Originally published by Mother Jones
César López remembers the exodus that began last October. His older brother and 11-year-old niece were the first to leave for Tennessee. Two younger brothers followed, along with all three brothers’ wives and five more children. The dozen of them shared one roof in Nashville, which had suddenly become the top destination for López’s neighbors. Hardly anyone used to leave Chivaquito, a 700-person mountain village in central Guatemala that lacked electricity until 2016. This year, he estimates, 40 villagers left for the United States.
López considered going, too. The journey would have been expensive—$5,000 for a smuggler, plus 10 percent monthly interest, in a region where a day’s labor might pay $5—and dangerous. But López had few options in Chivaquito, where there was no steady work and a lack of rain was killing subsistence crops. He was better off than most, earning a modest income building furniture and selling it to neighbors. But to expand his business, he needed power tools that he couldn’t afford without earning a salary in dollars.
The problem for López was that something had changed by the time we met in August.Everyone in Chivaquito was now saying the US border was closed.
A record-breaking wave of migration from Central America to the US border began in the summer of 2018, after word spread that migrants no longer needed to evade Border Patrol agents: If they arrived with a child, they could turn themselves in and be quickly released, following a 2015 court ruling limiting detention of migrant children. Central American families started arriving at the border in unprecedented numbers. Border Patrol agents took 84,486 parents and children traveling together into custody in May, compared with 925 in the same month of 2012.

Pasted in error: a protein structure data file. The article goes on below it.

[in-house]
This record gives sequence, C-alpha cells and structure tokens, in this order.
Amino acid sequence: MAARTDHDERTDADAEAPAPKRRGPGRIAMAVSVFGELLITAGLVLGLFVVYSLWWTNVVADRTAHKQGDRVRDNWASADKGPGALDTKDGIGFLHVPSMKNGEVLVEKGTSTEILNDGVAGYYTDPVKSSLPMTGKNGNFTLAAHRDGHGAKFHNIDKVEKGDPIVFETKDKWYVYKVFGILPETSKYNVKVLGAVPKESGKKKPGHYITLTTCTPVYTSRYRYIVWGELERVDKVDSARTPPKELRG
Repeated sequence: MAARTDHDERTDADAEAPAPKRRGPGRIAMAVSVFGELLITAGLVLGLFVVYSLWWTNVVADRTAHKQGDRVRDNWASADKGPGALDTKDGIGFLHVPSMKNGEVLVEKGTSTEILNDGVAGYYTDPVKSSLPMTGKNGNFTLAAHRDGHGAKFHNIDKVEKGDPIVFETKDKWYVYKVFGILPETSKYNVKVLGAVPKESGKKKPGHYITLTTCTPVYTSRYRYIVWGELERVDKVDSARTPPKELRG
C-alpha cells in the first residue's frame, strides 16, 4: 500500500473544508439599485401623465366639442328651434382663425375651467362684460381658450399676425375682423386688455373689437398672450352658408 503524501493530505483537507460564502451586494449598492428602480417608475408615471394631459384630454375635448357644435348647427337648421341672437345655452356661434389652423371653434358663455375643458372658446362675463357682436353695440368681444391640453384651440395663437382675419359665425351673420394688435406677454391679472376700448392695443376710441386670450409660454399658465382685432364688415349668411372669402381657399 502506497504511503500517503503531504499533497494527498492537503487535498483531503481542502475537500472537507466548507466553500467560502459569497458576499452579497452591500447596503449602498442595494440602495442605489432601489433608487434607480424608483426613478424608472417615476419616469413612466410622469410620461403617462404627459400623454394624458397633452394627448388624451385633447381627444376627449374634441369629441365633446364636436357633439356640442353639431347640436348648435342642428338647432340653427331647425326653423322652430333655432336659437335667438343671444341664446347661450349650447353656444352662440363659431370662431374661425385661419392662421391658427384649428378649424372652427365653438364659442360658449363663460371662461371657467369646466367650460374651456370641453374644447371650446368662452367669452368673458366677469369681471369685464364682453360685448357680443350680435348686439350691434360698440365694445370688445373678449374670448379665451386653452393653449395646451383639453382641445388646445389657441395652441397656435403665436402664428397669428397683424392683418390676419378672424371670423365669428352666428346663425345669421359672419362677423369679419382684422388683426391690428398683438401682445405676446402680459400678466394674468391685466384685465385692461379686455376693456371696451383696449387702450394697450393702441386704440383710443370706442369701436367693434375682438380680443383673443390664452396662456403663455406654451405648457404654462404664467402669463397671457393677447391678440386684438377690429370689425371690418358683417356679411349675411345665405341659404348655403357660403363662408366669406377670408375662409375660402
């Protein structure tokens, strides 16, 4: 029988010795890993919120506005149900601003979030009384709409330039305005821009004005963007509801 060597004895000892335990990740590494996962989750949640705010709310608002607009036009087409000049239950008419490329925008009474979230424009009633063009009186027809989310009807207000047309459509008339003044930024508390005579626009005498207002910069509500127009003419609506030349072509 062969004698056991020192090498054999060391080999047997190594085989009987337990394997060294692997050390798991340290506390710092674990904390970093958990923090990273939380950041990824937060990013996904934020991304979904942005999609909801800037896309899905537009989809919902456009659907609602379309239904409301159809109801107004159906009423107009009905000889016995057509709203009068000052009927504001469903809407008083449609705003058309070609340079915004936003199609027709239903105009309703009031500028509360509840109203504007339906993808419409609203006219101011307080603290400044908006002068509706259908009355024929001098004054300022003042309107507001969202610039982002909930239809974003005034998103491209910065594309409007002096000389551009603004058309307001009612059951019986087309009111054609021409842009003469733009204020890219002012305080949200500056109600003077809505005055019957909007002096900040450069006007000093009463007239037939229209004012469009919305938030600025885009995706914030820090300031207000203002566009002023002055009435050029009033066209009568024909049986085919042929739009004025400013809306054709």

As border crossings climbed this spring, President Donald Trump berated his staff, extorted Mexico with tariff threats, and reportedly offered pardons to border officials if they broke the law to keep migrants out. At the US-Mexico border, a new policy, misleadingly called the Migrant Protection Protocols, prevented tens of thousands of migrants from entering the United States. Under the policy, rolled out in January and ramped up this summer, asylum seekers are made to wait in Mexico rather than the United States for the chance to make their case before a judge. The shift, coupled with a crackdown by Mexico that deported tens of thousands of Guatemalans, Hondurans, and Salvadorans long before they reached the United States, has reverberated all the way down through Central America. Family migration fell by 85 percent between May and November.
Two thousand miles south of the border, the changes have upended life in Chivaquito and the surrounding municipality of Cubulco. For more than a century, the US government had propped up plutocratic regimes whose brutality and corruption drove Guatemalans from their hometowns, in search of jobs and safety in the United States, which then systematically denied them the chance to legally work there. The US federal court ruling had given them another way in, and mountain hamlets like Chivaquitobegan to be transformed by a newoutflow of people and influx of dollars. And then, with a new administration in Washington eager to go to extreme lengths to keep out nearly all Central Americans, residents of these villages found themselves stranded.